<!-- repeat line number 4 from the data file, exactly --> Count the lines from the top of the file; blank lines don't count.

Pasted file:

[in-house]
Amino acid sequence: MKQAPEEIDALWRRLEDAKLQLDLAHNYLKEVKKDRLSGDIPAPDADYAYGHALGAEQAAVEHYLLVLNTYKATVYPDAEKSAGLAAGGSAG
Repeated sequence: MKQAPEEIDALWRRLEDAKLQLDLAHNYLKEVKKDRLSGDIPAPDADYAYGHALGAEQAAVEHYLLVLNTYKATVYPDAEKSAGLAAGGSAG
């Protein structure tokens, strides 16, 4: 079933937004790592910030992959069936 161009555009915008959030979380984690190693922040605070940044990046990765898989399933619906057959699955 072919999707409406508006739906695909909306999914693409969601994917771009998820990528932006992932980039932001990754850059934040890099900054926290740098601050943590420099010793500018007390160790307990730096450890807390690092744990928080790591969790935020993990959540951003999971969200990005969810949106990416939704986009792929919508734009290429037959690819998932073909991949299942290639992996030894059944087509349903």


């Protein structure tokens, strides 16, 4: 079933937004790592910030992959069936 161009555009915008959030979380984690190693922040605070940044990046990765898989399933619906057959699955 072919999707409406508006739906695909909306999914693409969601994917771009998820990528932006992932980039932001990754850059934040890099900054926290740098601050943590420099010793500018007390160790307990730096450890807390690092744990928080790591969790935020993990959540951003999971969200990005969810949106990416939704986009792929919508734009290429037959690819998932073909991949299942290639992996030894059944087509349903």